One Year After Khashoggi Murder, Chorus of Demands for Saudi Govt. to Face Consequences

The late Jamal Khashoggi, pictured speaking during POMED's "Mohammed bin Salman's Saudi Arabia: A Deeper Look." (Photo: April Brady/Project on Middle East Democracy via flickr/cc)

One Year After Khashoggi Murder, Chorus of Demands for Saudi Govt. to Face Consequences

"Despite the backlash directed at the kingdom, the Saudis haven't faced serious consequences for the slaying of Khashoggi or its slaughter of civilians in Yemen."

Saudi Arabian rights activists joined with advocacy groups to mark the one-year anniversary of journalist Jamal Khashoggi's death Wednesday with actions and calls for accountability.

"Any talk of assuming responsibility for Jamal Khashoggi's killing is meaningless if not met with the immediate and unconditional release of dozens of individuals who continue to languish in prison, and who continue to be at risk of torture and other ill-treatment, solely for having expressed their opinion in a peaceful manner," said Amnesty International's Middle East research director Lynn Maalouf.

Khashoggi was murdered on October 2, 2018 in the Saudi consulate in Turkey. Common Dreams reported Wednesday that an official complaint was filed with the International Criminal Court over the incident.

In the year since the killing, Saudi Arabia has dumped funding into public relations to improve the kingdom's standing in the U.S., according to Open Secrets.

Saudi Arabian interests reported spending just over $16 million on foreign influence operations from October 2, 2017, until October 2, 2018, according to OpenSecrets' analysis. In the year since Khashoggi's death, Saudi interests have poured more than $27 million into influence operations disclosed in Foreign Agent Registration Act filings in OpenSecrets' Foreign Lobby Watch database.

CodePink co-founder Medea Benjamin, in an opinion piece for Common Dreams Tuesday, wrote that those who buy the explanation from Saudi Crown Prince Mohammed bin Salman, who is known as MBS, are complicit in the kingdom's rewriting of the facts of the murder.

"Who is more evil," said Benjamin, "the maniacal Saudi crown prince responsible for Khashoggi's murder and the murder of tens of thousands of Yemenis, or the mendacious world leaders and businesspeople who continue to embrace what should be a pariah state?"

The prince's acknowledgement over the weekend that he bore general responsibility for the murder--a statement that left out any direct admission of responsibility or apology--spurred Human Rights Watch's Middle East director Sarah Leah Whitson to call the comments "insufficient."

"If he's serious, the crown prince and his government should provide transparency into the ongoing trial and reveal everything they know about the planning, execution, and aftermath of Khashoggi's murder," said Whitson. "Instead, Saudi authorities are doubling down on repression and continuing to silence independent Saudi voices that Khashoggi sought to defend."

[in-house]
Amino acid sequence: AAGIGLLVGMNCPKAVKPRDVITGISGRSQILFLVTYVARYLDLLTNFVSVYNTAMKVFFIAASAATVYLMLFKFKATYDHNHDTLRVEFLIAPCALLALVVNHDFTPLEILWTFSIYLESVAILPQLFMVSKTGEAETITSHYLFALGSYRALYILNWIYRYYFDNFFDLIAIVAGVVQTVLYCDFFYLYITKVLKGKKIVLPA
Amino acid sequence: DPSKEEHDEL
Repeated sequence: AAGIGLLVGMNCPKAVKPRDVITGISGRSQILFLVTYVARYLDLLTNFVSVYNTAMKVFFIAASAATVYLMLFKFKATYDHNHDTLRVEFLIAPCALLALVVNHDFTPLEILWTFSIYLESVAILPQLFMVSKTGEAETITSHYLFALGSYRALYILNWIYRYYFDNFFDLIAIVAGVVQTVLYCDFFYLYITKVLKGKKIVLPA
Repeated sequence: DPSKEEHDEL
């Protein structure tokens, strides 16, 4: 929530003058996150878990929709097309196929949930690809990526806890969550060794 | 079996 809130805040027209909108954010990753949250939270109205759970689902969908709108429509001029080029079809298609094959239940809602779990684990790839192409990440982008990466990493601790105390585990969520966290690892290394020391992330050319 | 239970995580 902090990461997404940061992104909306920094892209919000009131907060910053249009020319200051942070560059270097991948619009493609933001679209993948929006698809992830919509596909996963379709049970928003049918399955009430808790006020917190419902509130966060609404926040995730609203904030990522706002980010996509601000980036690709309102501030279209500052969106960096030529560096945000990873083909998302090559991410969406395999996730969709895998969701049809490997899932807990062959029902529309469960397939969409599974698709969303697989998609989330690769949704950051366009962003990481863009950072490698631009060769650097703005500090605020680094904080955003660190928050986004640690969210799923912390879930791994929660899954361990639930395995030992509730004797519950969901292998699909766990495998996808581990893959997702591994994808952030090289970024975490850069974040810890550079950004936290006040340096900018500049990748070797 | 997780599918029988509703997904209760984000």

In a statement, Amnesty said it is supporting the launch of a podcast for Saudi expats fighting for free expression in the kingdom. Saudi scholar Hala al-Dosari said that the podcast "will present a powerful platform for Saudi journalists, scholars, and activists to counter the state-led propaganda and misinformation campaign."

"It will engage the Saudi people in a rare and free discussion on issues such as public participation, rule of law, feminism and other issues related to human rights," said al-Dosari.

There are a number of people in Saudi prisons who need solidarity, Amnesty said:

To date, Amnesty International has documented the cases of at least 30 prisoners of conscience who are behind bars serving prison sentences of between five and 30 years solely for peacefully exercising their rights to freedom of expression, association and peaceful assembly. Amongst those currently detained are Mohammad al-Qahtani, a founding member of the Saudi Civil and Political Rights Association who called for the protection and promotion of human rights and provided legal support to families of detainees, and Waleed Abu al-Khair, a lawyer who defended human rights defenders before his imprisonment. Mohammad al-Qahtani and Waleed Abu al-Khair were tried and sentenced before the counter-terror court to 10 and 15 years in prison, respectively, for their peaceful human rights work.

Critics of President Donald Trump pointed to a pattern of coddling MBS from the White House as a reason that, a year after the murder, next to nothing has been done.

"Despite the backlash directed at the kingdom, the Saudis haven't faced serious consequences for the slaying of Khashoggi or its slaughter of civilians in Yemen," the Center for International Policy's Ben Freeman and William D. Hartung wrote Wednesday. "That is thanks in large part to one man--President Trump. He has loudly and emphatically defended Saudi Arabia at every opportunity."

In a tweet, Sen. Elizabeth Warren (D-Mass.) called for action.

"A year has passed, but Donald Trump and his administration have done nothing to hold Saudi Arabia accountable for the murder of Jamal Khashoggi," said Sen. Elizabeth Warren (D-Mass.). "He and his family deserve justice."

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